Making cornmeal at home is a super simple process. Homemade cornmeal is much sweeter and has more depth of flavor than the kind you can purchase at the store. It will also be much fresher as it will not have been sat in bags on a store shelf for months.

To make cornmeal, you will ideally have access to some freshly harvested corn left on the cob. If you cannot get hold of this, frozen corn will work just as well. We do not advise using canned corn to make cornmeal.

If your corn is on the cob, we advise soaking it in water for 20 minutes to ensure any hidden bugs are flushed out. Leave the husks on but chop off the stem. Cook your corn until it is slightly al dente and then cut all of the kernels off of the center.

Spread the corn across a lined dehydrator tray. Set your dehydrator to 135 degrees Fahrenheit and place the kernels in for 8 to 12 hours to dehydrate fully. Shake the trays a couple of times during this process.

When the corn is completely dry, add it to the jug of a blender and grind to your desired coarseness. Spread this mixture onto a lined baking tray and place in an oven preheated to the lowest temperature for 5 minutes. This will ensure that the cornmeal is completely dry.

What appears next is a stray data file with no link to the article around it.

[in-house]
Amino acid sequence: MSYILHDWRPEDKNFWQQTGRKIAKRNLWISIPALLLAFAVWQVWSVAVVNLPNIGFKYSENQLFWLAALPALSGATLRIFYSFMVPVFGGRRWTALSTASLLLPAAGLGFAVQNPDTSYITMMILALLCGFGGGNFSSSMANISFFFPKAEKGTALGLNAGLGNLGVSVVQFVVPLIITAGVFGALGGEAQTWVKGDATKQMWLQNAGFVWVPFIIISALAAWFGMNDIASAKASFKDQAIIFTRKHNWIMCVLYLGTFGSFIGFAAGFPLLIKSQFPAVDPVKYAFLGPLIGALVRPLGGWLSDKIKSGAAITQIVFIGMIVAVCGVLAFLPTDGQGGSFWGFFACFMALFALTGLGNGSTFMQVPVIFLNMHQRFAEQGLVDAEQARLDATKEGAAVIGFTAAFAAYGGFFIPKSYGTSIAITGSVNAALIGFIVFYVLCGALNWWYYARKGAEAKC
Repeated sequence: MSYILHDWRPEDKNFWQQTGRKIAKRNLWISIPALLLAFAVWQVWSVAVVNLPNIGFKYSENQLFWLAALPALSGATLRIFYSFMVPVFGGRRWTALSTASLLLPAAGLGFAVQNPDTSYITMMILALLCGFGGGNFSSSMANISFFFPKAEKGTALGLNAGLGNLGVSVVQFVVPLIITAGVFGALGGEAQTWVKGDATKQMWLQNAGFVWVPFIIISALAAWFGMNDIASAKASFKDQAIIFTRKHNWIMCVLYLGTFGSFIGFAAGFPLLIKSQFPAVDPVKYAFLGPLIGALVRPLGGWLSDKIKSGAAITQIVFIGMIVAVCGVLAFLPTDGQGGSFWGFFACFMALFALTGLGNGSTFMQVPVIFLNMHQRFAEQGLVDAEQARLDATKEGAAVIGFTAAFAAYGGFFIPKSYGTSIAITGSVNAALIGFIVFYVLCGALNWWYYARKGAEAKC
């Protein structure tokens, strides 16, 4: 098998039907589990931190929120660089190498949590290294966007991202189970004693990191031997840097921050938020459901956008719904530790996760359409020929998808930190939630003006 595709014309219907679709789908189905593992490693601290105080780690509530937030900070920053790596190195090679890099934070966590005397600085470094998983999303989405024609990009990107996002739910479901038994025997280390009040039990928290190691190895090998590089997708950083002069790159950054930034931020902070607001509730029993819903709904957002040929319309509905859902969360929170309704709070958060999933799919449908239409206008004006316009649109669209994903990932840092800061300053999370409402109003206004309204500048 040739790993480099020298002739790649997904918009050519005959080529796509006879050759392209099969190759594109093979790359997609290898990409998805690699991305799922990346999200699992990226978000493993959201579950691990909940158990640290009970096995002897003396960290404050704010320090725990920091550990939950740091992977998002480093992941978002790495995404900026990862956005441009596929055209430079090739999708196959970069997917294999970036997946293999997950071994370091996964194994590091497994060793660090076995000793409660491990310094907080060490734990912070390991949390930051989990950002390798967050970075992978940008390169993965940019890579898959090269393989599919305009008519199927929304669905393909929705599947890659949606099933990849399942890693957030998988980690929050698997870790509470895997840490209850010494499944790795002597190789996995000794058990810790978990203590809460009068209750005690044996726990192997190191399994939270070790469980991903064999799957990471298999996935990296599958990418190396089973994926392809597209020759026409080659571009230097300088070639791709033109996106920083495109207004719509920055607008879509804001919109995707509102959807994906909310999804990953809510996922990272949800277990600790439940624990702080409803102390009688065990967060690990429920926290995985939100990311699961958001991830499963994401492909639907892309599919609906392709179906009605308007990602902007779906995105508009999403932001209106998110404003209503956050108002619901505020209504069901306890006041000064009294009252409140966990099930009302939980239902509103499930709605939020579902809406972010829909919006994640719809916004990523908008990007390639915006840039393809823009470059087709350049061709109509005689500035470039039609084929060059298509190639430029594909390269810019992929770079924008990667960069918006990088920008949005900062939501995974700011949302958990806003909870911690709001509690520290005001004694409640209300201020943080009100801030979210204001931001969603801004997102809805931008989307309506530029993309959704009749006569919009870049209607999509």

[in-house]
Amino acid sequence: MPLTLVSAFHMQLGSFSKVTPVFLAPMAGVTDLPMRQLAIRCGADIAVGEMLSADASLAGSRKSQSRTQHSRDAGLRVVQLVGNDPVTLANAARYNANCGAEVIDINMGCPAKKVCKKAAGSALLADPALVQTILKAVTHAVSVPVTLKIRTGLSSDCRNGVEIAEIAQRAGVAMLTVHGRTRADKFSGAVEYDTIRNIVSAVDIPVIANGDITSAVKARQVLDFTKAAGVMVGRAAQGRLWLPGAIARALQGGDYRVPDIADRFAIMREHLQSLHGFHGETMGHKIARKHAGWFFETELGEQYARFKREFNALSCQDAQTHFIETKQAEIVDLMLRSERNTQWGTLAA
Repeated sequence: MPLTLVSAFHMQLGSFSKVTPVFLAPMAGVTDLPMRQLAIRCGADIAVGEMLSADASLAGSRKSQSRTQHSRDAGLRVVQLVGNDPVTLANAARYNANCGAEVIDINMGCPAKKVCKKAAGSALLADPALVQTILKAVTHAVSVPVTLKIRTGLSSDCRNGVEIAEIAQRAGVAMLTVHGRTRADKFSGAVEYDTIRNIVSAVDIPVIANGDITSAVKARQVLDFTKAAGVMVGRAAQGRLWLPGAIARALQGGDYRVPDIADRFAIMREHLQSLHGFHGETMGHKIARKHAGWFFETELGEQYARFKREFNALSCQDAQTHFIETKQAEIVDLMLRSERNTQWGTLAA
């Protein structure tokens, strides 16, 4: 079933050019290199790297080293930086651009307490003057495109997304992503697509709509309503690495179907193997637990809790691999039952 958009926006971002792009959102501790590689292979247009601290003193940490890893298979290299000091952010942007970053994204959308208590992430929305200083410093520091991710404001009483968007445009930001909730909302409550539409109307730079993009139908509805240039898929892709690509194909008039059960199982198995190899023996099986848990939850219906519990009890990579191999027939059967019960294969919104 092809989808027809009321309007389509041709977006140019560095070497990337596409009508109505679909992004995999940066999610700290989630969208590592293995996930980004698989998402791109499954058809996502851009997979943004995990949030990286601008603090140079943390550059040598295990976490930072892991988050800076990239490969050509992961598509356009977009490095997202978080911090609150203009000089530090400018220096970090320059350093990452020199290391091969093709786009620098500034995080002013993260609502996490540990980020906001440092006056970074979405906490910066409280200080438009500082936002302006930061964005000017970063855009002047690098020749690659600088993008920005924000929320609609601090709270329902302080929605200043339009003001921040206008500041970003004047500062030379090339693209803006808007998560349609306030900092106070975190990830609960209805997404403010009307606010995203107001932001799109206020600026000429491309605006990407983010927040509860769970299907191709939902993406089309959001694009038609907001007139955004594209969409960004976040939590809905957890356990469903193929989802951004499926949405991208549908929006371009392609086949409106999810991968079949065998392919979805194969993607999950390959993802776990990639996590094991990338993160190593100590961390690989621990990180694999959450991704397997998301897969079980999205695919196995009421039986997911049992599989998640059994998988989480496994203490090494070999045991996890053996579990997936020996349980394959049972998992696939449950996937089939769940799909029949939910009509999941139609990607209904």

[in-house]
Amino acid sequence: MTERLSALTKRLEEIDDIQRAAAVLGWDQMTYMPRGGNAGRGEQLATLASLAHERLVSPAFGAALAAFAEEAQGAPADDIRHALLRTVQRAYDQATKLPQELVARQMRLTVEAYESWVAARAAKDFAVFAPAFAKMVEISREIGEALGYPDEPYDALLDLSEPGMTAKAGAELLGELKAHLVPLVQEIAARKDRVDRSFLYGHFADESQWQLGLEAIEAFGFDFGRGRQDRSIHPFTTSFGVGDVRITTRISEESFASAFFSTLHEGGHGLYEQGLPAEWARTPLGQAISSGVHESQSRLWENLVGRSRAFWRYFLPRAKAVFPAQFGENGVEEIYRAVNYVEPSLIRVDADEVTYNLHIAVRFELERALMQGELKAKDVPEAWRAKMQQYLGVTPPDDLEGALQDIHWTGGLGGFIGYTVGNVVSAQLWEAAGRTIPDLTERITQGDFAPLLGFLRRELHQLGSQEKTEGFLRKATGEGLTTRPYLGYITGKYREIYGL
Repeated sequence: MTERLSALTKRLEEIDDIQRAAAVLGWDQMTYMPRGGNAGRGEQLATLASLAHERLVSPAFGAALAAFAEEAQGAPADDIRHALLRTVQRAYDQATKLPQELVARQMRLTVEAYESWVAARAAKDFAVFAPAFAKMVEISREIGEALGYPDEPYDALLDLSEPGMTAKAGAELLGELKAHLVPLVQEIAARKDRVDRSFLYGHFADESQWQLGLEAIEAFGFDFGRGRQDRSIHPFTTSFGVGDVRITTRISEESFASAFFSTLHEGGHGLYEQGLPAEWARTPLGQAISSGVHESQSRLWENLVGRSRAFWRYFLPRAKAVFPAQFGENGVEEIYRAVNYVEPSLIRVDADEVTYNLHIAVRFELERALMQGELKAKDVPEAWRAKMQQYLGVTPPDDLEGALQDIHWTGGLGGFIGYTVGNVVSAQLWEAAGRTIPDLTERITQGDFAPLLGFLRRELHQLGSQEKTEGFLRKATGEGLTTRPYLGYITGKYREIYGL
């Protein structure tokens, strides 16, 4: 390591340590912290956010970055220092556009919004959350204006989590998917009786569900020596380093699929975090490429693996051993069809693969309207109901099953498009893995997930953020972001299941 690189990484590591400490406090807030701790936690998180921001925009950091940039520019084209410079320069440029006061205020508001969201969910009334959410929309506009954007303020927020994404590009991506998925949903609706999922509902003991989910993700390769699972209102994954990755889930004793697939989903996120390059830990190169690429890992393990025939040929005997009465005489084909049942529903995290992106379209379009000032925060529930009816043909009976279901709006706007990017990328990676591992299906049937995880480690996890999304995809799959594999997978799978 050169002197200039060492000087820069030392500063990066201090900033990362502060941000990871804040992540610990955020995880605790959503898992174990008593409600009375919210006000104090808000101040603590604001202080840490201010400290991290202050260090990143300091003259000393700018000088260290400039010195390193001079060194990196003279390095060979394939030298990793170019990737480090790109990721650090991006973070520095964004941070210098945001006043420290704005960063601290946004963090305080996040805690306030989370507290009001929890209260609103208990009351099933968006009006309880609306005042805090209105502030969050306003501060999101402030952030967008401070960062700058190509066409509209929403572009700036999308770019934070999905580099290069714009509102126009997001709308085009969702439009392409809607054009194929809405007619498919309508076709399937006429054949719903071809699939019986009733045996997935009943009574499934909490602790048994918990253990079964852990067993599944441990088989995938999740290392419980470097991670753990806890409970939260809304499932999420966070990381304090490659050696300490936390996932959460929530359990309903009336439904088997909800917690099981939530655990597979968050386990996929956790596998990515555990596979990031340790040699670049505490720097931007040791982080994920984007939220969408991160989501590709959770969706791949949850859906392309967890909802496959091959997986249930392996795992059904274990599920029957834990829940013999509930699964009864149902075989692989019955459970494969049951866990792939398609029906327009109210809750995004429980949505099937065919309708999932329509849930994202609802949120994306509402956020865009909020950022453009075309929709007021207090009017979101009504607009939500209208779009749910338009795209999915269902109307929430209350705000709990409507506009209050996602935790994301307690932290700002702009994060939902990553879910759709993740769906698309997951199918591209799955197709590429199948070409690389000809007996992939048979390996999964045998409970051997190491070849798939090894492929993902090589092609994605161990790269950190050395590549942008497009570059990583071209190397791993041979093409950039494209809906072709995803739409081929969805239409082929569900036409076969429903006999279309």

Allow it to cool completely and transfer to an airtight container for storage.

What is the English equivalent of cornmeal?

In the UK, cornmeal is more commonly referred to as polenta. Polenta is actually a porridge-like dish from Northern Italy, but in the UK packets of cornmeal ground to the optimal coarseness for making the dish are simply known as polenta.

Generally, the polenta found in the United Kingdom is made from a more finely ground cornmeal than the stuff you would find in the US. That being said, they will both serve the same purpose in your recipe.

If you can travel to a health food store, you may see more options in terms of polenta than you would in a general supermarket. This is where you are most likely to find a variance in the grind coarseness so that you can choose the optimal grind for your recipe.

Cornmeal Substitutes You Didn’t Know Existed Before Today

Cornmeal Substitutes You Didn’t Know Existed Before Today

Our BEST Cornmeal Substitutes

These options are sure to be a hit. So, gather your family and friends and enjoy. Let us know your thoughts!
5 from 8 votes
Total Time 10 minutes
Course Substitute
Cuisine American
Servings 4
Calories 144 kcal


  • Corn Grits
  • Polenta
  • Other Potential Substitutes


  • Try our kitchen tested cornmeal substitutes.


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Calories: 144kcal
Keyword cornmeal substitute
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Cassie brings decades of experience to the Kitchen Community. She is a noted chef and avid gardener. Her new book "Healthy Eating Through the Garden" will be released shortly. When not writing or speaking about food and gardens Cassie can be found puttering around farmer's markets and greenhouses looking for the next great idea.